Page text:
New Year’s Day Salad What you’ll need: 1 Tbsp. of organic cold pressed extra virgin olive oil 1 large bunch of fresh organic collards (Or, to save time you may buy a bag of pre-cut, prewashed collards) 1 medium organic Vidalia onion, chopped 3-4 cloves of garlic, crushed 1/2 cup of fire-roasted red peppers, chopped 1 can of organic black eyed peas, drained and rinsed (I use Eden Organic brand) 2-3 Tbsp. of sweet pickles (low in sugar) For the Dressing: 1/4 cup of organic cold pressed extra virgin olive oil 3 Tbsp. of red wine vinegar 1/2 tsp. of Dijon mustard 1 tsp. of crushed red pepper Sea salt and cracked black pepper to taste (I use a generous pinch of each) Making the dish: Wash and remove all of the tough stems from the collard leaves and chop coarsely. Place collards in a large stock pot filled about half full of water and a 1/2 tsp. of salt. Bring collards and water to a boil over medium to high heat. Allow

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AUGUSTA MEDiCAL EXAMINER

Which one of these doesn’t match the others? Actually, they all go together. It would be hard to separate drinking and driving and jail time — and even if you could, it just wouldn’t be right. These three are like peanut butter and jelly and bread. You’ve got to have all three. Or do you? Hold on. This just in: Between now and New Year’s Day, if you choose to drive and then drink, there is a way to avoid the handcuffs — and worse. Cut and save this box and if you need a free ride, it won’t have to be in the back of a squad car — or an ambulance — or a hearse. + Bradford Health Services and Yellow Cab are offering a Free Ride Home now through New Years Day for adults 21 years of age or older who are too impaired to drive. Bradford’s Free Ride Home will be provided within a 30 mile radius. For further information call Bradford at 706-854-1126 or 1-800-333-1865. + AAA (Triple A) and Bud Light are sponsoring Tow To Go now through January 1, a free service to get up to two people and one car safely home. For details, call 1-(855) 2-TOW-2-GO or visit autoclubsouth.aaa.com/safety/two_to_ go.aspx +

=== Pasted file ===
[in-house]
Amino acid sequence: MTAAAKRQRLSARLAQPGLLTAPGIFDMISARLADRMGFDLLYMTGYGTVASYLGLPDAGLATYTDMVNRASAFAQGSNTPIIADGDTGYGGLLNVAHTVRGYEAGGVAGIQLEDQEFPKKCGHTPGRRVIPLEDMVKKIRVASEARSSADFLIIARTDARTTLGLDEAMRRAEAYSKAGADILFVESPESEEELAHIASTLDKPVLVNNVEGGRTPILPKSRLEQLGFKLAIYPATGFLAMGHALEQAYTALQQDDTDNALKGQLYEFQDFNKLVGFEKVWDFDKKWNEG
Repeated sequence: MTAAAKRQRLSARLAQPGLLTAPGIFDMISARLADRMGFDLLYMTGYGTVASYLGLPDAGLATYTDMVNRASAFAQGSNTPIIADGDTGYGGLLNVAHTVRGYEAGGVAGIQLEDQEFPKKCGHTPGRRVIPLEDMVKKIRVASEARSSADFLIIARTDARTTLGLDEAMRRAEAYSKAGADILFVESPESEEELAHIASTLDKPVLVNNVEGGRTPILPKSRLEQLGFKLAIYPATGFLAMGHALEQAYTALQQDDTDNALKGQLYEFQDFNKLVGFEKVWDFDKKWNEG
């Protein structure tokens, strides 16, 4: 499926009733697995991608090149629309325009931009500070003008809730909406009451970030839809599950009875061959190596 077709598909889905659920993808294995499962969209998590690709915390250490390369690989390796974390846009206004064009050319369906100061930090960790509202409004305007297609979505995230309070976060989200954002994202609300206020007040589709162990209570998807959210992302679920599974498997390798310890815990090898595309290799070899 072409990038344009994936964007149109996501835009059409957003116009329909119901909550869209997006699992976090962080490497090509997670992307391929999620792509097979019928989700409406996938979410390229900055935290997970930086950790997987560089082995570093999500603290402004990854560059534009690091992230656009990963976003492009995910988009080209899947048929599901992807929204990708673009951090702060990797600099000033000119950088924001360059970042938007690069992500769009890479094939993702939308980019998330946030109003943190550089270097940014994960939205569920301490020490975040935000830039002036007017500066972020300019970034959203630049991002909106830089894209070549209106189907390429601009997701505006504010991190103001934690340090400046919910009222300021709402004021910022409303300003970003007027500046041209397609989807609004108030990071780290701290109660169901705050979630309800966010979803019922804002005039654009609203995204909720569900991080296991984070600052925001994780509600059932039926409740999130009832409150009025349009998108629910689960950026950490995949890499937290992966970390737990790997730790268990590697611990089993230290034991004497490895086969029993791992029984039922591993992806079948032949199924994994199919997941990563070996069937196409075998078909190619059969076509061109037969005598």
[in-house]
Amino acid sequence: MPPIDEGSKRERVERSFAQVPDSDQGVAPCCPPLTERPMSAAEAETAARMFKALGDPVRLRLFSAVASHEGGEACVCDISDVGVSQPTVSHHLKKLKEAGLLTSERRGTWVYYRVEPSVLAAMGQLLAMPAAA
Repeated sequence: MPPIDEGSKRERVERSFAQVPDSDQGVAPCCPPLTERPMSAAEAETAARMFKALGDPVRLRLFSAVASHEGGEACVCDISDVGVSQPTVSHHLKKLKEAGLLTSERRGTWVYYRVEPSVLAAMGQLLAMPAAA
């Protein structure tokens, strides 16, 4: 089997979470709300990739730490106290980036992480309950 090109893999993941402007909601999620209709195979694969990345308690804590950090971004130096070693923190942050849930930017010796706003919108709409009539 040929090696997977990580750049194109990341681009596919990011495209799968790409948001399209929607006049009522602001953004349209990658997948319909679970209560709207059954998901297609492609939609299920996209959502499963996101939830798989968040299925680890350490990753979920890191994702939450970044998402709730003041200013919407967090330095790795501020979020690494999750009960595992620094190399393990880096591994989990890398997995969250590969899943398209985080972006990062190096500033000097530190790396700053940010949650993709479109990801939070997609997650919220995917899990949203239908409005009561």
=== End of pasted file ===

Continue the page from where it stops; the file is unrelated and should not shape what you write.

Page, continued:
to boil for approximately 5-10 minutes. The collards will cook down. Do not overcook, as the collards should be a bit crisp for this recipe. While collards are boiling, heat 1 Tbsp. of olive oil in a small skillet over medium to high heat. Add chopped onions and garlic and sauté until softened, approximately 5-7 minutes, remove from heat and set aside. Once collards are done, drain well and place into a large mixing bowl. Add sautéed onions and garlic, black-eyed peas, roasted red peppers and sweet pickles. Toss all ingredients until well incorporated.

In a small bowl, whisk together all of the dressing ingredients, pour over salad and toss well to coat. Place in the refrigerator to chill slightly. Serve as a sidedish or alone as a clean and nutritional lunch! +

Alisa Rhinehart writes the blog www.southerngirleatsclean.com She is a working wife and mother living in Evans, Georgia. Visit her blog for more recipes and information on clean eating. is now



+

  ®

• Specialty Pharmacy • Home Infusion Ser vices • IV Nursing